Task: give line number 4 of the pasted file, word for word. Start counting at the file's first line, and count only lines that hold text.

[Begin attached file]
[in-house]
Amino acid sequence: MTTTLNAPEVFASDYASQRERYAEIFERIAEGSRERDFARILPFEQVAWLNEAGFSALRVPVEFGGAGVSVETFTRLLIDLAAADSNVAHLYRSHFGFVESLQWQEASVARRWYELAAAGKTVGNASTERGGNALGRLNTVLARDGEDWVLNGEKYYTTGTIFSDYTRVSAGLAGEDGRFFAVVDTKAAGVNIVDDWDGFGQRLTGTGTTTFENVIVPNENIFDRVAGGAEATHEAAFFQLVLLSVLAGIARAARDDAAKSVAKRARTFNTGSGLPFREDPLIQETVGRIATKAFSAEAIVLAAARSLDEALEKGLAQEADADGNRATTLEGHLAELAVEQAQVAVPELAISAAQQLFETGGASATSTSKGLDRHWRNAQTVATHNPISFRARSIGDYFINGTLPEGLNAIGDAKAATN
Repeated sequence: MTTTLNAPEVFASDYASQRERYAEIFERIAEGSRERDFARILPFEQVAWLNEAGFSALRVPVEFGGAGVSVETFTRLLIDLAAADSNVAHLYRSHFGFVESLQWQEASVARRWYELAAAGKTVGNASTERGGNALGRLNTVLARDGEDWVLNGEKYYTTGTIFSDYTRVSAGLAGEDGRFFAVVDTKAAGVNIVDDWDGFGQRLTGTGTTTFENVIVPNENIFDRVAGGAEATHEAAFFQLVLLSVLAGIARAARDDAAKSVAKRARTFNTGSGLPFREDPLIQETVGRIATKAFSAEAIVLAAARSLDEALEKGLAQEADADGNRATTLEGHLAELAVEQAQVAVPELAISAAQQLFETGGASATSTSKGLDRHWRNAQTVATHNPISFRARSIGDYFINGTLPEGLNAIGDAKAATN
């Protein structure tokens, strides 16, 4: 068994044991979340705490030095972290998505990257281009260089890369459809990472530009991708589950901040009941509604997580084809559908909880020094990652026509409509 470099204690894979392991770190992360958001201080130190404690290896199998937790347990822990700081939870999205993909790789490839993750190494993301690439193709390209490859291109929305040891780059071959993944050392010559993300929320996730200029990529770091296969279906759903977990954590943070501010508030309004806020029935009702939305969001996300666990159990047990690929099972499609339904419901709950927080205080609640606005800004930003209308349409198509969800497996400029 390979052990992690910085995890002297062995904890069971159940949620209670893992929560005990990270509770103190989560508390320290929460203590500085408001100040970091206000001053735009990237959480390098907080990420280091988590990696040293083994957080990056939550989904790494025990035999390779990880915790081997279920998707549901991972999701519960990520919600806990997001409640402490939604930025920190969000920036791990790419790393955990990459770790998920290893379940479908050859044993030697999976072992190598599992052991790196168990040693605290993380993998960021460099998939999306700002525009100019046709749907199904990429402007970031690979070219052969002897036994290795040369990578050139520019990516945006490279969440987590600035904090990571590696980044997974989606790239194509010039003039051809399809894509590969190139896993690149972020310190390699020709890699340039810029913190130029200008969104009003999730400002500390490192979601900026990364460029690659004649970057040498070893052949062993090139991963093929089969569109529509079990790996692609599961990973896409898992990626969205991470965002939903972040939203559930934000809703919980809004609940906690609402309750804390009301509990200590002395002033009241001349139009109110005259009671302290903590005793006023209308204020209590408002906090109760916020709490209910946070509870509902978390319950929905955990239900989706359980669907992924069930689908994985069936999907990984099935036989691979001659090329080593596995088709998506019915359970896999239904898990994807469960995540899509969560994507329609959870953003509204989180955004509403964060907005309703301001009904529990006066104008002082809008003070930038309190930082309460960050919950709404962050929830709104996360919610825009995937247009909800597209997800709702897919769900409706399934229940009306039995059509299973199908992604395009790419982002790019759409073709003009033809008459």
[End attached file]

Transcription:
């Protein structure tokens, strides 16, 4: 068994044991979340705490030095972290998505990257281009260089890369459809990472530009991708589950901040009941509604997580084809559908909880020094990652026509409509 470099204690894979392991770190992360958001201080130190404690290896199998937790347990822990700081939870999205993909790789490839993750190494993301690439193709390209490859291109929305040891780059071959993944050392010559993300929320996730200029990529770091296969279906759903977990954590943070501010508030309004806020029935009702939305969001996300666990159990047990690929099972499609339904419901709950927080205080609640606005800004930003209308349409198509969800497996400029 390979052990992690910085995890002297062995904890069971159940949620209670893992929560005990990270509770103190989560508390320290929460203590500085408001100040970091206000001053735009990237959480390098907080990420280091988590990696040293083994957080990056939550989904790494025990035999390779990880915790081997279920998707549901991972999701519960990520919600806990997001409640402490939604930025920190969000920036791990790419790393955990990459770790998920290893379940479908050859044993030697999976072992190598599992052991790196168990040693605290993380993998960021460099998939999306700002525009100019046709749907199904990429402007970031690979070219052969002897036994290795040369990578050139520019990516945006490279969440987590600035904090990571590696980044997974989606790239194509010039003039051809399809894509590969190139896993690149972020310190390699020709890699340039810029913190130029200008969104009003999730400002500390490192979601900026990364460029690659004649970057040498070893052949062993090139991963093929089969569109529509079990790996692609599961990973896409898992990626969205991470965002939903972040939203559930934000809703919980809004609940906690609402309750804390009301509990200590002395002033009241001349139009109110005259009671302290903590005793006023209308204020209590408002906090109760916020709490209910946070509870509902978390319950929905955990239900989706359980669907992924069930689908994985069936999907990984099935036989691979001659090329080593596995088709998506019915359970896999239904898990994807469960995540899509969560994507329609959870953003509204989180955004509403964060907005309703301001009904529990006066104008002082809008003070930038309190930082309460960050919950709404962050929830709104996360919610825009995937247009909800597209997800709702897919769900409706399934229940009306039995059509299973199908992604395009790419982002790019759409073709003009033809008459």